Finally, if I have a chance to execute a trade at the back end of the first-round, in order to draft Daniel Jones (Duke), I may take a shot. It would depend upon the price tag, as well as players I’ve already secured with the No. 6 and No. 17 draft selections.

Now remember, the G-Men already have running back Saquon Barkley, so they aren’t necessarily looking for next Aaron Rodgers. Instead, Alex Smith 2.0 could be what Gettleman and company seek, and that’s the biggest argument in favor of Jones.

It’s not 100 percent compelling.

Fact of the matter remains that all of these quarterbacks have question marks, and I wonder aloud if taking a Ryan Finley (N.C. State) or a Jarrett Stindholm (Auburn) in the third-round may actually make more sense.

Mark my words, this quarterback class will make or break someone’s franchise, and perhaps in a Ryan Tannehill or Jameis Winston (years of mediocrity) kind of way. As much as Gettleman opines about “best available player”, and gives no dispensation for the quarterback position, he forgets the human element inherent with drafting.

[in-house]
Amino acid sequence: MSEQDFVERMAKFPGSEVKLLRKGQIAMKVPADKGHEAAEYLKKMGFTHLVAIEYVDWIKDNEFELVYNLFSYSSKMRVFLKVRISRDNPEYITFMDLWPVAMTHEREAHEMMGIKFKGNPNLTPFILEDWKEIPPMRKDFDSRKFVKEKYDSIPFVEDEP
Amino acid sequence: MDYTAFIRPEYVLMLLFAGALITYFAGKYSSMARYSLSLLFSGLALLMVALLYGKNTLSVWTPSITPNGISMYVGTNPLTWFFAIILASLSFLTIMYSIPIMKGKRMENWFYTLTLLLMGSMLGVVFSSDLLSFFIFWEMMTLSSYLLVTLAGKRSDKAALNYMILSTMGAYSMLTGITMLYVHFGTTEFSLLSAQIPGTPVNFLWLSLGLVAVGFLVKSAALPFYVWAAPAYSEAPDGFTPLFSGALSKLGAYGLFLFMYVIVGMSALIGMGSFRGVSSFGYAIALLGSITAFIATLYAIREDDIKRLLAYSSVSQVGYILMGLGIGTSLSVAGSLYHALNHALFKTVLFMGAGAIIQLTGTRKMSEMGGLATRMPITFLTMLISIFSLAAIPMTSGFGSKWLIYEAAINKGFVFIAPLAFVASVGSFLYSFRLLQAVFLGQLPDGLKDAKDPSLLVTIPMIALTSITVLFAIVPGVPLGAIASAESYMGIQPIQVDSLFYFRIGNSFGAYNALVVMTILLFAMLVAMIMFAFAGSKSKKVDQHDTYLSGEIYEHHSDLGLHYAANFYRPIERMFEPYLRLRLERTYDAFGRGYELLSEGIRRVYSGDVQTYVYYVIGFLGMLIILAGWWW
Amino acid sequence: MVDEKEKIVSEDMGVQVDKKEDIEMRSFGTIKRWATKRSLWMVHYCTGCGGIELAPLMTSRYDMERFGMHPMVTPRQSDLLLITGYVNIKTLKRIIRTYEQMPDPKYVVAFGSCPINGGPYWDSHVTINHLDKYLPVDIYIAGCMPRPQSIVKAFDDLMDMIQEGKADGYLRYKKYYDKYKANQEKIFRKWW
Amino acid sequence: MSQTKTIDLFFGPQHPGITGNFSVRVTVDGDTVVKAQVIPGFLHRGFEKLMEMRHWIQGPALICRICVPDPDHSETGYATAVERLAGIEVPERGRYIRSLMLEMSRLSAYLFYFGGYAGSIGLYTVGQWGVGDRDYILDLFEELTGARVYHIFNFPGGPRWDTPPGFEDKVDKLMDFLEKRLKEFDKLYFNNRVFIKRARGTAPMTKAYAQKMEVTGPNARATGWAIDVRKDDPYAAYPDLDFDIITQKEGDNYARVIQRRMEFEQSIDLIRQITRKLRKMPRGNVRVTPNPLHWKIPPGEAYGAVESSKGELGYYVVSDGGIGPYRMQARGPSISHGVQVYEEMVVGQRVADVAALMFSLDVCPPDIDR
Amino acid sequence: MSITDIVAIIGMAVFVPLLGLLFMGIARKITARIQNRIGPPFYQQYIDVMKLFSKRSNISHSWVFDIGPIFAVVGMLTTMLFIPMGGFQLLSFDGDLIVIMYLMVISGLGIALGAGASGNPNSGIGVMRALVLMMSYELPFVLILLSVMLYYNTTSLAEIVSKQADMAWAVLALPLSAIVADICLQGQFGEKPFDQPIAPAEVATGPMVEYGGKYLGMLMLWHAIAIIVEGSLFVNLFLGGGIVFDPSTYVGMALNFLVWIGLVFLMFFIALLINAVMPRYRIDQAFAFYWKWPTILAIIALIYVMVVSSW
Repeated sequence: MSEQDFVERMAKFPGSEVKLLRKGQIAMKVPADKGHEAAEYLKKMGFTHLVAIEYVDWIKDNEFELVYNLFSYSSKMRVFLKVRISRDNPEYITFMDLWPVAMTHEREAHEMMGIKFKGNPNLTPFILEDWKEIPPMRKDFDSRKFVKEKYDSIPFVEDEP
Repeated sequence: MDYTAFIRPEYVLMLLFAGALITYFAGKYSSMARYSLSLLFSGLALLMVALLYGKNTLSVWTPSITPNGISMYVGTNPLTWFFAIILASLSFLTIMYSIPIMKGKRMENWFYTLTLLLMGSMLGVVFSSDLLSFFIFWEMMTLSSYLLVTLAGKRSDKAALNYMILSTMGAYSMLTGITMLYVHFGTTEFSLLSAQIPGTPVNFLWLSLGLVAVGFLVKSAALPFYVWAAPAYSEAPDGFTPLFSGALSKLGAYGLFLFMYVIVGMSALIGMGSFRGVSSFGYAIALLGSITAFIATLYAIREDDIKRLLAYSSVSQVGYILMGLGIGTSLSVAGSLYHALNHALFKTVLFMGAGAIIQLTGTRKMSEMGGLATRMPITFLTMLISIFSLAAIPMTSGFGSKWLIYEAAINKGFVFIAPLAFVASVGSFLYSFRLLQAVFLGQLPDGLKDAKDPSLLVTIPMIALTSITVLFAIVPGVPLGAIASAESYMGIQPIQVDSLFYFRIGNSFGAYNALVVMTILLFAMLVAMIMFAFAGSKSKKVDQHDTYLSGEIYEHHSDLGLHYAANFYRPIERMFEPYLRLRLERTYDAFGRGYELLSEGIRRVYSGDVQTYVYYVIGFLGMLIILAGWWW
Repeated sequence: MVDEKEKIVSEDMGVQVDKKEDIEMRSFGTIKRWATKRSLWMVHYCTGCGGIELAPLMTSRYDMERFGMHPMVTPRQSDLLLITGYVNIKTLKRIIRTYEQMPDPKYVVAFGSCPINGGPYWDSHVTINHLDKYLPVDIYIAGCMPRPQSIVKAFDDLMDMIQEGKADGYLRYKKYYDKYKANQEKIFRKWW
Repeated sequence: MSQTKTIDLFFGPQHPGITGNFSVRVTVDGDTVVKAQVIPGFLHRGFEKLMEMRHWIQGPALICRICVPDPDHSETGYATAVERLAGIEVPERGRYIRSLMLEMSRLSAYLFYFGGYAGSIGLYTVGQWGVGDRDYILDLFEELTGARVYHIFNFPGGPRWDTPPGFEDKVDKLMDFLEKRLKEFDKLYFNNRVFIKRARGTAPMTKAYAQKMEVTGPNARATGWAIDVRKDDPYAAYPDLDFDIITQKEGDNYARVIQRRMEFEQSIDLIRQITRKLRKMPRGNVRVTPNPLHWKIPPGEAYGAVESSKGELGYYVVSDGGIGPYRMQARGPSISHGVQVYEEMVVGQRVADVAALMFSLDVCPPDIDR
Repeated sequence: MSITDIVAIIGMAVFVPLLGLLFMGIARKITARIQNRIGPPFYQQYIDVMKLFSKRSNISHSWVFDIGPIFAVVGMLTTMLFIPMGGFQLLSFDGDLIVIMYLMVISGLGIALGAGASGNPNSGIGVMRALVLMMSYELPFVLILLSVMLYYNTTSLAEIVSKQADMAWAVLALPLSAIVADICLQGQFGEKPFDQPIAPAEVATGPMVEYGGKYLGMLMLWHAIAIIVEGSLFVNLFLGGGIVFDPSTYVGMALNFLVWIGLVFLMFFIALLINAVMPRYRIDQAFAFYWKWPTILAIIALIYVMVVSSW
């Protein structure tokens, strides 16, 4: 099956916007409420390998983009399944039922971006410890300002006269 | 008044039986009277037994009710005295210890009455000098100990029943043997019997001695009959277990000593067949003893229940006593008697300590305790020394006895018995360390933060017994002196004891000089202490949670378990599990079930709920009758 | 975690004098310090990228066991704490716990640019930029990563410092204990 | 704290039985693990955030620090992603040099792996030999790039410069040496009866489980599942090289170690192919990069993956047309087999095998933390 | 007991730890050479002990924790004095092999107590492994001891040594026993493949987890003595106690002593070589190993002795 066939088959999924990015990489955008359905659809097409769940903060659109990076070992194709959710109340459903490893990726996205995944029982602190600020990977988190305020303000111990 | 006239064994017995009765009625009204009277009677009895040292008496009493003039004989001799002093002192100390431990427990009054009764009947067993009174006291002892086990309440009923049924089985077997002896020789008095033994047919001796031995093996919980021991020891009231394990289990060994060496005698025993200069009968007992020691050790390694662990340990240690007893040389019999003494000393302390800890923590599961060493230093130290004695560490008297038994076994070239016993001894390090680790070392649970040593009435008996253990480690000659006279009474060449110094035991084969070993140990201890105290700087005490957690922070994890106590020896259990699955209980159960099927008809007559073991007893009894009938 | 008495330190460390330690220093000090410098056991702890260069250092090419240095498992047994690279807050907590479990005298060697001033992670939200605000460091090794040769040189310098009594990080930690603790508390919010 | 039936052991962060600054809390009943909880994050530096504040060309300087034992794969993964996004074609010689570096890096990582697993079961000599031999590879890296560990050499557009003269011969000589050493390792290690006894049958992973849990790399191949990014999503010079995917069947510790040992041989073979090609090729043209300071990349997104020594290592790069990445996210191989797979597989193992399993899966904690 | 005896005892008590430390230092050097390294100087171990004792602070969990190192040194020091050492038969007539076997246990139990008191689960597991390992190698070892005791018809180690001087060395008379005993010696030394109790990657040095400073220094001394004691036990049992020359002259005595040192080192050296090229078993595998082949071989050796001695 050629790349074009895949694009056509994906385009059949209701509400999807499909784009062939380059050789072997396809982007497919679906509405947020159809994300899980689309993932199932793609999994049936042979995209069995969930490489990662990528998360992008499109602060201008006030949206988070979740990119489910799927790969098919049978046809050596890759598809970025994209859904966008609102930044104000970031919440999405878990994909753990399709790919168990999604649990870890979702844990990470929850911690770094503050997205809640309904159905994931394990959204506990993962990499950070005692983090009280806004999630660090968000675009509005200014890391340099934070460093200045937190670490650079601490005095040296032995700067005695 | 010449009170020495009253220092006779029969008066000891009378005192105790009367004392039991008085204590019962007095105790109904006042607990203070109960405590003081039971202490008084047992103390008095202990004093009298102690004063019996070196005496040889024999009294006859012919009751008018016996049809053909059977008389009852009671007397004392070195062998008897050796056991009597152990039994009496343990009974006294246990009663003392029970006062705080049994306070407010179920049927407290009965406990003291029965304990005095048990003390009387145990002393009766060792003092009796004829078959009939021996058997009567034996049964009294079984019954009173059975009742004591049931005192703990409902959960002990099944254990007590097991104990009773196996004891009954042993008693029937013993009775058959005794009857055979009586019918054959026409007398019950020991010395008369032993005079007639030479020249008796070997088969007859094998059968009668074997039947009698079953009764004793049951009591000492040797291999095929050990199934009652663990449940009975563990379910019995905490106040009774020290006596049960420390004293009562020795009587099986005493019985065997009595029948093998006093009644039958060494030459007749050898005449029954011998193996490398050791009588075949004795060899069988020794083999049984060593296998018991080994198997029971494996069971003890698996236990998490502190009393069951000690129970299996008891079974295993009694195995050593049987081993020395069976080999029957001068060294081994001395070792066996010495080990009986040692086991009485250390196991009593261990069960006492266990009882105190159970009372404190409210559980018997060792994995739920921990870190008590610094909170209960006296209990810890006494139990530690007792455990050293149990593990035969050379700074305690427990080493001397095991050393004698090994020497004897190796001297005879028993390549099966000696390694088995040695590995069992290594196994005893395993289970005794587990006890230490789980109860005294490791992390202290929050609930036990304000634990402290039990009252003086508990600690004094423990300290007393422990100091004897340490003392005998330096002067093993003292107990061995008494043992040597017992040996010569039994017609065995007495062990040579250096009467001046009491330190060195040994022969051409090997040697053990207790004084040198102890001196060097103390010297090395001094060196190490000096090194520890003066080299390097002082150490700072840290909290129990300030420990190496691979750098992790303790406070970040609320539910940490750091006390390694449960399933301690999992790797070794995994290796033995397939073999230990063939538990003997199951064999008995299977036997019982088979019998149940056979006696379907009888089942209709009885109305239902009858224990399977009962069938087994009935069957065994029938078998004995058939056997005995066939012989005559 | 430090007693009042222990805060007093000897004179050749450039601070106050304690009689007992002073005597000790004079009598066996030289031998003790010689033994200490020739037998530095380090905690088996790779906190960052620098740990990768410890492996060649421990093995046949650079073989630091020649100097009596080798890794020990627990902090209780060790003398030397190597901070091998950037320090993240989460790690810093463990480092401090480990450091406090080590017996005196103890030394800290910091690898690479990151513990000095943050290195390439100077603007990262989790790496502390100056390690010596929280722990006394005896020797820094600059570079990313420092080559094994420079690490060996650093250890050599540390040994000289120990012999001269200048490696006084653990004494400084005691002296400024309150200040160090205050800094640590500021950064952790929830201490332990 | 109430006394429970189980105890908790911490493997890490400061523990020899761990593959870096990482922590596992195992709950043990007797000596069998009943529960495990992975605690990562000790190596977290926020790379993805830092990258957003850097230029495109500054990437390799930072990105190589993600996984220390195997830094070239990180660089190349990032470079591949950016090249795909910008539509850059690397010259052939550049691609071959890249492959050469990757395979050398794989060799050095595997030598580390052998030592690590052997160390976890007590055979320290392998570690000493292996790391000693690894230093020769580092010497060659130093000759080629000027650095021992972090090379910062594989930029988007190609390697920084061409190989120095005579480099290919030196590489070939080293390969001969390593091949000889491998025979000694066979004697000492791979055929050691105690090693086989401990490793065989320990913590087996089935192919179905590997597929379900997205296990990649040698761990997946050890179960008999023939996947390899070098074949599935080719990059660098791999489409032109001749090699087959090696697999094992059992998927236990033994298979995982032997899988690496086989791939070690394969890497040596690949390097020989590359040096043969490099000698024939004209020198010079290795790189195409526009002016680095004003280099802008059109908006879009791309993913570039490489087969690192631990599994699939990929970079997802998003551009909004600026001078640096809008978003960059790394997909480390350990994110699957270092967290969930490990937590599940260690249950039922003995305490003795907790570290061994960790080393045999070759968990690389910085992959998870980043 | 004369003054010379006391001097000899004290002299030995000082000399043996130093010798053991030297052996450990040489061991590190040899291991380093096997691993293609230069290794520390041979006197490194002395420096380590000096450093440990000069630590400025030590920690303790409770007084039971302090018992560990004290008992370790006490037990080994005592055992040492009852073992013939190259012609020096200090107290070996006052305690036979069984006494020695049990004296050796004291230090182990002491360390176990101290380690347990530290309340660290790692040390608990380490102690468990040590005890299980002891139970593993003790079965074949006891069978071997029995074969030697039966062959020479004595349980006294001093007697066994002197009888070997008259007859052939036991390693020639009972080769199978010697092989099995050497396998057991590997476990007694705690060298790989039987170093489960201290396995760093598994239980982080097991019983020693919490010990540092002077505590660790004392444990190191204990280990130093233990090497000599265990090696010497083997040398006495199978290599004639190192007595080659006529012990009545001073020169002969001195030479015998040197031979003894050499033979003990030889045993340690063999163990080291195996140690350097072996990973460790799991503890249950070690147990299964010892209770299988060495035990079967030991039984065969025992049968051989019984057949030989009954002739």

Fans eventually forget about blown draft picks, but they always remember the one who got away.

Defense wins championships

I’ve said this before on several different levels, this draft abounds in high-end defensive talent. I fully expect Quinnien Williams (Alabama), Josh Allen (Kentucky), and Nick Bosa (Ohio State) to be high impact NFL stars.

More from GMEN HQ

I am thinking the same thing with linebacker Devin White (LSU) too. The problem for the New York Giants may be that 4 + 1 = 5, and Big Blue has the sixth overall selection. So four star defensive players, plus quarterback Kyler Murray, may mean that Gettleman get stuck holding the bag on Rashan Gary (Michigan) or Ed Oliver (Houston) at No. 6.

I can’t say that I’m really comfortable with that.

At that point, I would rather move down and acquire other assets, if the Miami Dolphins, Denver Broncos, or Cincinnati Bengals want to do business. Moving down allows me to grab a Clelin Ferrell (Clemson), Jerry Tillery (Notre Dame), or Brian Burns (Florida State) with the acquired first-rounder, and then get more defense in the second and third rounds, as well as a right tackle.

There remains an outside chance that one of the teams in the top 5 goes off the rails, and somehow Quinnen Williams or Josh Allen drops into Big Blue’s lap.